It may be the one market Starbucks isn't trying to saturate.
The coffee chain has issued a statement announcing that neither Starbucks nor CEO Howard Schultz "provides financial support to Israel," or to its army, in the wake of what Starbucks ( called "false rumors." )
The company, which is known for flooding markets with its stores, also pointed out that it closed all of its stores in Israel in 2003 because of "operational challenges."
Spokesman Jim Olson wouldn't specify what challenges the company faced in Israel, but did say the decision to leave "was not related to political issues."
The company has publicly refuted claims about its support for Israel before, but reiterated its position because it saw an "uptick in false rumors out there about Starbucks and the Middle East," according to Olson.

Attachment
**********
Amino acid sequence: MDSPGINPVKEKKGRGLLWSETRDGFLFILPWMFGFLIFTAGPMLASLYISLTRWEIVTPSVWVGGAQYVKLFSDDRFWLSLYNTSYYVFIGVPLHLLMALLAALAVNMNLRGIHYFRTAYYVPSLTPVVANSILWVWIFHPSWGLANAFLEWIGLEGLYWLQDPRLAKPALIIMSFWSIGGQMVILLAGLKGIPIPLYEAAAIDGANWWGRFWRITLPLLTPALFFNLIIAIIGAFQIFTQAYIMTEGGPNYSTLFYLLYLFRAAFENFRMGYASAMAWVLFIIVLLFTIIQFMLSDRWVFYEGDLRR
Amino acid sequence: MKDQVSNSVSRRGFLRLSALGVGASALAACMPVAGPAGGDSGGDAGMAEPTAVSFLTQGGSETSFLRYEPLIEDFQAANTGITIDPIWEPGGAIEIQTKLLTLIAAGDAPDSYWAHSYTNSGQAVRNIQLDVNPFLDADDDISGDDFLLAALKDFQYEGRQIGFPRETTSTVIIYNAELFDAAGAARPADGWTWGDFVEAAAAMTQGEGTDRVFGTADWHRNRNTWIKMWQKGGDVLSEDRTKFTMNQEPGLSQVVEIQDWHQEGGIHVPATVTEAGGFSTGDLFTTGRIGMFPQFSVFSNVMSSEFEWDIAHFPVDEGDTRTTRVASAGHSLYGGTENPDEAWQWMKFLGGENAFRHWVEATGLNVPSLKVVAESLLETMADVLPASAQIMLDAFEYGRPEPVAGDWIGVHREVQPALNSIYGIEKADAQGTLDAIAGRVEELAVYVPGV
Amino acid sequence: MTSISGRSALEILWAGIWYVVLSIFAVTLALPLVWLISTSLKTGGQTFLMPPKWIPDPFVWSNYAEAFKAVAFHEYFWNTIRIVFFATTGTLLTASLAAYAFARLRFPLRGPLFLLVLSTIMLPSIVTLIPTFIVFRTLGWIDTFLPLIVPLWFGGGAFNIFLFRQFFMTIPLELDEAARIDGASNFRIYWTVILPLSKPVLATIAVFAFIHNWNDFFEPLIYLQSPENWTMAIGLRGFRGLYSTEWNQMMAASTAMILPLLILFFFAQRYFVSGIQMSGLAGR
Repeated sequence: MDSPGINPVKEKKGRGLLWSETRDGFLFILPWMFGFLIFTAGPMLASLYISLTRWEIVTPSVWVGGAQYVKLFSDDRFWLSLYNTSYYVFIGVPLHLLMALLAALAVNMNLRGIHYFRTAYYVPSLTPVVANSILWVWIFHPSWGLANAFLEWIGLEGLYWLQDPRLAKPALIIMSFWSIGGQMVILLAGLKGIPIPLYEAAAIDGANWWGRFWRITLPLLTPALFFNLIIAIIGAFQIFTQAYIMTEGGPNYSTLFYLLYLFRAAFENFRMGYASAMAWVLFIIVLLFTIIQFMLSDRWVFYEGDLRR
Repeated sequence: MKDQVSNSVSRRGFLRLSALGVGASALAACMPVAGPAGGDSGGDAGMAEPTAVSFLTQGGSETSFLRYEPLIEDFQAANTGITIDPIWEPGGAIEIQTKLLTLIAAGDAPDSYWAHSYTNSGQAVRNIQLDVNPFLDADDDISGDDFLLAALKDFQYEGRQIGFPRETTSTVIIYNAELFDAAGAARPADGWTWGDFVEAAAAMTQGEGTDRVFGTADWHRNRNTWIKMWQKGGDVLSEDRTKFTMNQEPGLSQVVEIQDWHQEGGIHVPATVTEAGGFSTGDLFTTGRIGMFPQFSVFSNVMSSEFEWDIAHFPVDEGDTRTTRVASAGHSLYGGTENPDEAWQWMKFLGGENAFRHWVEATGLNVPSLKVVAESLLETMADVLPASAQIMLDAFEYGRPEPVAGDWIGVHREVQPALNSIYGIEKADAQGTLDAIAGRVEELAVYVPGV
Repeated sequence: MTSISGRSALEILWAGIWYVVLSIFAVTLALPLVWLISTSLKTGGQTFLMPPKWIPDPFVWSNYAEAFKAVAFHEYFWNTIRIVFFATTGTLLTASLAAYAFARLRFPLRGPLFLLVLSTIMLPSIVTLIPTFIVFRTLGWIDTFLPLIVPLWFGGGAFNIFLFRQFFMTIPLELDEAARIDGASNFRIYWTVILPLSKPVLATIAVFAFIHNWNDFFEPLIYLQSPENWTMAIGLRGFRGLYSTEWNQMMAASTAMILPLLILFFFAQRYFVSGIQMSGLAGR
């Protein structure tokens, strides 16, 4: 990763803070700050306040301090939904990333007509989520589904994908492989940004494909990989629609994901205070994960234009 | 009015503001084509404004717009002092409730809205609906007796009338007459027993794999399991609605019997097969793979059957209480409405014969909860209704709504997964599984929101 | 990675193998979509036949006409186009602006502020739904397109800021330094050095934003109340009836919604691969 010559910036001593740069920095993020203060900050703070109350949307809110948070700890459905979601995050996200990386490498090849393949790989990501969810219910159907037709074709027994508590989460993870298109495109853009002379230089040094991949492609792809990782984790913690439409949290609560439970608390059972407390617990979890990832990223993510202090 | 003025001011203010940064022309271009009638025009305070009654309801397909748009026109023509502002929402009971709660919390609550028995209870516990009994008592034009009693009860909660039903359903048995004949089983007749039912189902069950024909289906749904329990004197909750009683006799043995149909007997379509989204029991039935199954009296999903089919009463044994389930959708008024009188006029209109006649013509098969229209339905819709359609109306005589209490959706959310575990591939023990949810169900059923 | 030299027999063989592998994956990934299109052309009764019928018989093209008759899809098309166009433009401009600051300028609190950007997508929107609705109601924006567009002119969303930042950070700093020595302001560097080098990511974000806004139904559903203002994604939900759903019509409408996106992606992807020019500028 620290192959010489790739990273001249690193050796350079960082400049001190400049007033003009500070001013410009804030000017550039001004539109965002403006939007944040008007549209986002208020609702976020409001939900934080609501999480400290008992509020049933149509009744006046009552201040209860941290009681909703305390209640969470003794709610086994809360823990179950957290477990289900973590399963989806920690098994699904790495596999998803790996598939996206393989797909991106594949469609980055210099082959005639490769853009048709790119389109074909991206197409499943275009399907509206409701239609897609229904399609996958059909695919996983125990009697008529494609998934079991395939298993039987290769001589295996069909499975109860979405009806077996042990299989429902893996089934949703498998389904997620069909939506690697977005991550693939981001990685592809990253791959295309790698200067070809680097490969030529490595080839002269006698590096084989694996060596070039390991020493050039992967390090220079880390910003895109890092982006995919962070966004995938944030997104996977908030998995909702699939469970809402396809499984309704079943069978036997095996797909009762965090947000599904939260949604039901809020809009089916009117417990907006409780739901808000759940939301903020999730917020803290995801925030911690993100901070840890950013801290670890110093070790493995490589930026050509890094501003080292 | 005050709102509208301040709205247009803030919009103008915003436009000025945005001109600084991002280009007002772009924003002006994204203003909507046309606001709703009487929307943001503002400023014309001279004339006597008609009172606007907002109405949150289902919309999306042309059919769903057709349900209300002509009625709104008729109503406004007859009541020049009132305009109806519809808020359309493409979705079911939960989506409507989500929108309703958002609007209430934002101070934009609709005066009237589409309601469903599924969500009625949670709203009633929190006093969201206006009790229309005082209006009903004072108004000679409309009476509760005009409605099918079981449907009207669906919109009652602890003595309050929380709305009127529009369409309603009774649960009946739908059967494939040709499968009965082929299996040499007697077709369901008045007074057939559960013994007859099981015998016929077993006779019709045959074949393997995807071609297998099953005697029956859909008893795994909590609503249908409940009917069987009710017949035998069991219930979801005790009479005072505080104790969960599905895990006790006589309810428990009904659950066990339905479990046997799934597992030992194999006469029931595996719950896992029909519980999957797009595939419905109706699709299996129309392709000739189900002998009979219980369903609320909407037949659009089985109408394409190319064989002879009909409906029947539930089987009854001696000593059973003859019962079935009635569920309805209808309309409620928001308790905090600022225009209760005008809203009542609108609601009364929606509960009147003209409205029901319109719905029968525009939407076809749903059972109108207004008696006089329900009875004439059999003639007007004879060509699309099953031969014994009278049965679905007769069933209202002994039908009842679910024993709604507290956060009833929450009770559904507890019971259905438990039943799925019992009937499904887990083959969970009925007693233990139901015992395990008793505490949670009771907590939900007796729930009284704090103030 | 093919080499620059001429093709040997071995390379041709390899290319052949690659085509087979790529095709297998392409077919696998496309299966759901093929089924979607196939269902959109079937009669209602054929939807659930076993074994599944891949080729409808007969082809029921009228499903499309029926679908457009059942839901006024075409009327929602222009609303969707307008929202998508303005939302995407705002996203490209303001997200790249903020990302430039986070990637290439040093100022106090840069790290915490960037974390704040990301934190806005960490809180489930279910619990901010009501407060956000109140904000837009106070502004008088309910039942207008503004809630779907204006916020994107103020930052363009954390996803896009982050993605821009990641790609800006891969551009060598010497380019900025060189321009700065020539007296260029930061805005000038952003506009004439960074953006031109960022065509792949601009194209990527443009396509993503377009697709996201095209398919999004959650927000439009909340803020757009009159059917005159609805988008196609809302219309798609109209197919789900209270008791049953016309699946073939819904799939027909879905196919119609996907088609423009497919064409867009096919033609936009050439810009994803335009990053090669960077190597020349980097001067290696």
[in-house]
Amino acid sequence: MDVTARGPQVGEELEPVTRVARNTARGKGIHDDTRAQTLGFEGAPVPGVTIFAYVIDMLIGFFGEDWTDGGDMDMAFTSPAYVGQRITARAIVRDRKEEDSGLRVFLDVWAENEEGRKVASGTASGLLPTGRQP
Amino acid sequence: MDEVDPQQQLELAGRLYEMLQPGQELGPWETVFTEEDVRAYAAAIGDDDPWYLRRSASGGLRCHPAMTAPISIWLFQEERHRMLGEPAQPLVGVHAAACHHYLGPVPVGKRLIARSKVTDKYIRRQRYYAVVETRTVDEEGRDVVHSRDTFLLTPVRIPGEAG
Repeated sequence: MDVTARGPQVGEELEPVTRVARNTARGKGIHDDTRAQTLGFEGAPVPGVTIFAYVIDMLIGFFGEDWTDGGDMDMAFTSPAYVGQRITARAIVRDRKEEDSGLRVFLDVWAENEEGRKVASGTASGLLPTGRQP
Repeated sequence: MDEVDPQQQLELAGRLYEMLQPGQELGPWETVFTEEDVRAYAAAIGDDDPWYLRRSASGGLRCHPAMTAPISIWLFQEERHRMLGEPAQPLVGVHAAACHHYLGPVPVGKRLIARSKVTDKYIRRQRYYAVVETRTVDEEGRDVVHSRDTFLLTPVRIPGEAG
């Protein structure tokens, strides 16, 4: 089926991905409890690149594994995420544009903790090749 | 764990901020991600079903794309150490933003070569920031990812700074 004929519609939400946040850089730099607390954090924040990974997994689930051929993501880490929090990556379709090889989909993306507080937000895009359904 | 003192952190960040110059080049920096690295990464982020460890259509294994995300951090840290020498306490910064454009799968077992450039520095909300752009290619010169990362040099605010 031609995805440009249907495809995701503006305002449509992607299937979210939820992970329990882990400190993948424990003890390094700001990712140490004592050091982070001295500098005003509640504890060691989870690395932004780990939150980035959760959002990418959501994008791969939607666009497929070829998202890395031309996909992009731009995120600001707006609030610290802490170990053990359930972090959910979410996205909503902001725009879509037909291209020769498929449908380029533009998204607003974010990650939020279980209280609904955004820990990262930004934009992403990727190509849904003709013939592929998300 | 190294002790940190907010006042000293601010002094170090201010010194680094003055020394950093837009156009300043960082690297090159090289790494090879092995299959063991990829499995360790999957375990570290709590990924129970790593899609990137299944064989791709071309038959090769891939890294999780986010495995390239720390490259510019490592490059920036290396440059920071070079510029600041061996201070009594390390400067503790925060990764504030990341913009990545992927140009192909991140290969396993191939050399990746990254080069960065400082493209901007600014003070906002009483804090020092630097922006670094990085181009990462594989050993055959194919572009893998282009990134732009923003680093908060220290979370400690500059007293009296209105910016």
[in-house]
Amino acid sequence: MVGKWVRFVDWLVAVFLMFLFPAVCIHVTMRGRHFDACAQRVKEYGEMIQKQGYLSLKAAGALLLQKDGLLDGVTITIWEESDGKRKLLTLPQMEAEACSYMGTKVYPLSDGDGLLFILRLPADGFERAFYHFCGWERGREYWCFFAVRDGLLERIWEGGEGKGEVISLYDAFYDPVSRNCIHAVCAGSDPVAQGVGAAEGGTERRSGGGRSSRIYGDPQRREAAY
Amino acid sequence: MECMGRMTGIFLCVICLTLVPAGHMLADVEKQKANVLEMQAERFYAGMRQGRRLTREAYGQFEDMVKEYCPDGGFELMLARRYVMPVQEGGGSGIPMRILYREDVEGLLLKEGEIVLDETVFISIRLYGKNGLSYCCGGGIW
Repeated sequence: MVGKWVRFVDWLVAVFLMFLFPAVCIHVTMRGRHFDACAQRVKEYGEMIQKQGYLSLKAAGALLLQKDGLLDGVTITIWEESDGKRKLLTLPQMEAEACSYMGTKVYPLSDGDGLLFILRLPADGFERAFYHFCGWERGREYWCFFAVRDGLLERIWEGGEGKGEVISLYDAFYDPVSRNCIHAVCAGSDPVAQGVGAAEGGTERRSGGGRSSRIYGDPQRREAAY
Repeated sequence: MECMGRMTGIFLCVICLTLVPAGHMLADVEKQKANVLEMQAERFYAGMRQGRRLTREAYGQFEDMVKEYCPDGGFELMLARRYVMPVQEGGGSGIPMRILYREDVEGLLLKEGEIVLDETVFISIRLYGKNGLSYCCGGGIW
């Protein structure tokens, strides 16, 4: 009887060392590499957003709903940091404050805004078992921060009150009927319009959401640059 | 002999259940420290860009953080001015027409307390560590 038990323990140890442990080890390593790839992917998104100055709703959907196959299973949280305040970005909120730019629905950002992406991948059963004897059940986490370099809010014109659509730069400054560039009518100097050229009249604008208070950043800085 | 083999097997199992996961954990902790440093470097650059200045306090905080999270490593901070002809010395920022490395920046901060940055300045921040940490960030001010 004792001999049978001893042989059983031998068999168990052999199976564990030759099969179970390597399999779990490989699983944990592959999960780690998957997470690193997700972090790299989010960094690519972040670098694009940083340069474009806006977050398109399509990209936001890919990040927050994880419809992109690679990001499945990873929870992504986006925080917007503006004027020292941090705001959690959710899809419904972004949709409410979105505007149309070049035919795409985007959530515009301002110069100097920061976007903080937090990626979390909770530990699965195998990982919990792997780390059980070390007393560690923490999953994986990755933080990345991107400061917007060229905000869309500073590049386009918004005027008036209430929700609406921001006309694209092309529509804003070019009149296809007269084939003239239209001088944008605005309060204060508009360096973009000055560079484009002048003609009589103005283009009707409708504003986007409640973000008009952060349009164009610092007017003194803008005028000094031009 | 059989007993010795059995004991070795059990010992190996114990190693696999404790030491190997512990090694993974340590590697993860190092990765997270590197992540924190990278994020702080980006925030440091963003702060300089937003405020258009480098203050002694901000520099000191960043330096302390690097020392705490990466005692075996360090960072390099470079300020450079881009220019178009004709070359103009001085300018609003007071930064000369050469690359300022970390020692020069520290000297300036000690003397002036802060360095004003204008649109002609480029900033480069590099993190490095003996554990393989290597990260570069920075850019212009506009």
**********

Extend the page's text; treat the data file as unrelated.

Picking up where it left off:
Olson did not say where the rumors had come from, but a fast-growing campaign on the app Buycott, which is a platform where anyone can start and publicize a boycott, has targeted Starbucks for what it says is the company's support for "the occupation of Palestine."
Since users create Buycott campaigns, the app says it cannot guarantee the accuracy of the information they contain.
The campaign has attracted more than 240,000 participants in the past month.
Olson said the coffee giant simply isn't involved.
"Starbucks does not support any political or religious causes, and that holds true for Howard as well," Olson said. "There's no financial support from Howard or the company to the Israeli government for any purposes."
Although Starbucks says it doesn't support political or religious causes, Schultz has certainly inserted himself into political discussions before. He has supported same-sex marriage and asked customers not to open carry guns in the store.
Starbucks currently operates in early 600 stores in 12 countries in the Mideast and North Africa, including Lebanon, Jordan and Egypt.